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Exploring Contemporary Commonwealth Culture



January 2006


Exploring Contemporary Commonwealth Culture

Exquisitely decorated fantasy coffins from Ghana, contemporary miniature works from South Asia and a selection of power cloths worn by key figures in the nations of the Commonwealth will be shown in an exhibitions program that explores the diverse contemporary cultures of the Commonwealth.

Part of Festival Melbourne2006, the cultural festival of the Melbourne2006 Commonwealth Games, the exhibitions program offers an insight into a range of contemporary applications of traditional artforms and sees artists from Australia and around the Commonwealth offer insights into our shared contemporary cultures.  Each of the exhibitions is free of entry charge during the period of the Games.

The Australian Centre for the Moving Image and the National Gallery of Victoria at NGV Australia in Federation Square will present a major new collaboration, 2006 Contemporary Commonwealth.  The exhibition explores the globalised nature of cultural and social connection, juxtaposing 11 artists from the vast range of Commonwealth nations with 11 artists from Australia.  It takes as its starting point the Melbourne 2006 Commonwealth Games catch-cry, United by the Moment, and explores associated topographies and traditions through narrative, documentary, cartography and new media. 
2006 Contemporary Commonwealth, 24 February to 21 May, ACMI and NGV Australia.

Melbourne Museum will host a series of exhibitions – Spirit of the Games will display a selection of costumes from the Commonwealth Games opening ceremony as well as behind the scenes stories and the making of the ceremony’s icons – just 48 hours after the ceremony on 15 March.  
Spirit of the Games, 18 March to July, Melbourne Museum.

Carve, also at Melbourne Museum, brings together artists from Canada, New Zealand and Australia, to examine contemporary practices of traditional indigenous carving. Artists include Canadian First Nations master carver Wayne Alfred, who will carve a 10 foot interior totem pole, Maori carver Aaron Te Whanatangi Kereopa, who uses surfboard foam blanks as a medium, Tiwi artist Patrick ‘Freddy’ Puruntatameri, who will carve pukumani poles and local Victorian artists, Bangaran elder Sandy Atkinson and Gunai elder Albert Mullet demonstrating dug-out canoe making.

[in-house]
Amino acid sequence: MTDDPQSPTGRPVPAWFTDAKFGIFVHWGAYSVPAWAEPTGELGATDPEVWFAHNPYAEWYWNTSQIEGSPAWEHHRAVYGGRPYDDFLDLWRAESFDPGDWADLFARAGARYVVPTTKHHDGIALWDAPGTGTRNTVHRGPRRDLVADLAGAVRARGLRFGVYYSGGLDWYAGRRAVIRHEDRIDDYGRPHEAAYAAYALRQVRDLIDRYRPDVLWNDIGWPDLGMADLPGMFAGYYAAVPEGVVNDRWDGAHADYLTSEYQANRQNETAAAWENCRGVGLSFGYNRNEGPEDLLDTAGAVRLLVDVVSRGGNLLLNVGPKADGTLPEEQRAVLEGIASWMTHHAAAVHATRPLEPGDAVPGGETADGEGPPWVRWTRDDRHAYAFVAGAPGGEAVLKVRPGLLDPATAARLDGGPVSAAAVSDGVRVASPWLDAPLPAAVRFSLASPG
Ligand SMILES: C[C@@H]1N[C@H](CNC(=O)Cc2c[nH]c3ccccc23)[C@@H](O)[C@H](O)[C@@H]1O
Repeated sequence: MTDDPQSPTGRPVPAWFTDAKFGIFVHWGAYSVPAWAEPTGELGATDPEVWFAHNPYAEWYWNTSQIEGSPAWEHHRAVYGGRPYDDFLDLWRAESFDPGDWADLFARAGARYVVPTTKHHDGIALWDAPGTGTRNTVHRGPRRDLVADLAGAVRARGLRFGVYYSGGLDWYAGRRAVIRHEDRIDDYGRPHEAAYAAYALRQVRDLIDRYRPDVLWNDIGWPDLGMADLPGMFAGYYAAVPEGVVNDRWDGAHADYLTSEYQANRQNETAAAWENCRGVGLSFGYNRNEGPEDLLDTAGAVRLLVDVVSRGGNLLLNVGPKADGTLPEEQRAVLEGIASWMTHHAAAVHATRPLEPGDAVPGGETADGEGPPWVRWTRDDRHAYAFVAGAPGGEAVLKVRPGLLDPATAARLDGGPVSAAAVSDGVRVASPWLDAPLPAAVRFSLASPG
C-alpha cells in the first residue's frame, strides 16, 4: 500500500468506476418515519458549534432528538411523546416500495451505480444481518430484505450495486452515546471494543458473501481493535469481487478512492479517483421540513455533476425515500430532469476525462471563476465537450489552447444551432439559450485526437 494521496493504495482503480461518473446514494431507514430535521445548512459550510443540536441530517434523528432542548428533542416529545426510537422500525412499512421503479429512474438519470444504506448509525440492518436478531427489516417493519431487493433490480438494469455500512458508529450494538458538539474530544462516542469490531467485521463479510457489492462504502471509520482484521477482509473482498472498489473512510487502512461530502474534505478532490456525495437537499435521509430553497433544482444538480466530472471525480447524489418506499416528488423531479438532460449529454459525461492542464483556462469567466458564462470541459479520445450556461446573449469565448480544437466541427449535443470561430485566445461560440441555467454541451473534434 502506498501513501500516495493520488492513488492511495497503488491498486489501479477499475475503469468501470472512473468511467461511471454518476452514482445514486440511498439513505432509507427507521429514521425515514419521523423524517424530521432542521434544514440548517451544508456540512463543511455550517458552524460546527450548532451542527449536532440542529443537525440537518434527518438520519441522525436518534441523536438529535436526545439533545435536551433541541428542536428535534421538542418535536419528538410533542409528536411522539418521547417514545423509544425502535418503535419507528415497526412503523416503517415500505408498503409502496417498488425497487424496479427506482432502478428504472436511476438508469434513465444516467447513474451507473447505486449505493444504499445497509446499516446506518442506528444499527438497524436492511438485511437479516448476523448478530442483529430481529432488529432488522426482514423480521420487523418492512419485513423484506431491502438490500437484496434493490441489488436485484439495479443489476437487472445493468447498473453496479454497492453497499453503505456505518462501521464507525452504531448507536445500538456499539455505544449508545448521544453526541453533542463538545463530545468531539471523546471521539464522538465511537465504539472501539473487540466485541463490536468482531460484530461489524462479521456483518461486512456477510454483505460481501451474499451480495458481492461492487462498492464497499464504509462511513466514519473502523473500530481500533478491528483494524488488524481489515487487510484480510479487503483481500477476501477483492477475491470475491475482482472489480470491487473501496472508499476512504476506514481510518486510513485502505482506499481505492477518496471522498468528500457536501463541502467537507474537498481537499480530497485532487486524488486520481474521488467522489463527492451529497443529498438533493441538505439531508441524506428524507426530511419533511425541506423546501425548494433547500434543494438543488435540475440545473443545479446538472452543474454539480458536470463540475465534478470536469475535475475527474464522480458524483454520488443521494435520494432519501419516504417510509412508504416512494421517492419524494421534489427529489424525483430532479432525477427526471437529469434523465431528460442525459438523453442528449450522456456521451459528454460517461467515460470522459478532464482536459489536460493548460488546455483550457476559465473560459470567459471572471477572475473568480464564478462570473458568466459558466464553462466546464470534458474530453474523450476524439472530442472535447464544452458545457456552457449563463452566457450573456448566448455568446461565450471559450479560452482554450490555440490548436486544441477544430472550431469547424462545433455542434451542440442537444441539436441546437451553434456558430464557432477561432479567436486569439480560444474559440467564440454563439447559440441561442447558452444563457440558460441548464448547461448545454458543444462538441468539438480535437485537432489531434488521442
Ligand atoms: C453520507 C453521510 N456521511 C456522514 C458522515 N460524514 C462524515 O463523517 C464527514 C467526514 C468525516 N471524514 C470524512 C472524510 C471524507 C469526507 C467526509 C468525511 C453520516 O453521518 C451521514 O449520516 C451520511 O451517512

Carve, 16 – 25 March, Melbourne Museum.

Craft Victoria’s Common Goods, also displayed at Melbourne Museum, will include work by eight visiting artists from Commonwealth countries, who will each be working collaboratively with local artists in residencies throughout Victoria.  Craft skills comprise coloured telephone wire weaving from South Africa, carving from Mauritius, lace-making from Malta, rope-making from the Maldives, barrel-painting from Sri Lanka, darning from India, kilt-making from Samoa and flax weaving from New Zealand.  This exhibition captures the spirit of hospitality as people from around the world share their cultural differences. 

Common Goods, 22 February – 31 March, Melbourne Museum.

Game On!: Sport and Contemporary Art is a major new exhibition at the Ian Potter Museum of Art, whereby international and Australian artists explore ideas related to territory and allegiance – fan behaviour, playing fields and public and private behaviour.  Artists include Roderick Buchanan (Scotland), Jon Campbell (Australia), Matthew Greentree (Australia) and Richard Lewer (New Zealand).

Game On! Sport and Contemporary Art, 28 January – 23 April, Ian Potter Museum of Art, Melbourne University.

Melbourne’s renowned Australian Centre for Contemporary Art will present NEW06, its annual showcase of outstanding young Australian artists, and Plus Factors, a playful program of artful activity around Melbourne’s CBD.  New06 and Plus Factors, 13 March – 15 May, Australian Centre for Contemporary Art.

Single Currency, at the Victorian College of the Arts Gallery, reflects on the ubiquitous notion of ‘identity’ in a darkly humorous exhibition from twelve Australian and New Zealand artists.
Single Currency, 2-26 March, Victorian College of the Arts Gallery.

The short animated films of renowned South African artist William Kentridge will be presented together for the first time in Australia, accompanied by a live performance of composer Philip Miller’s evocative original soundtrack, for three nights only.  A spectacular performance, this event was last presented in New York’s Central Park in summer 2005.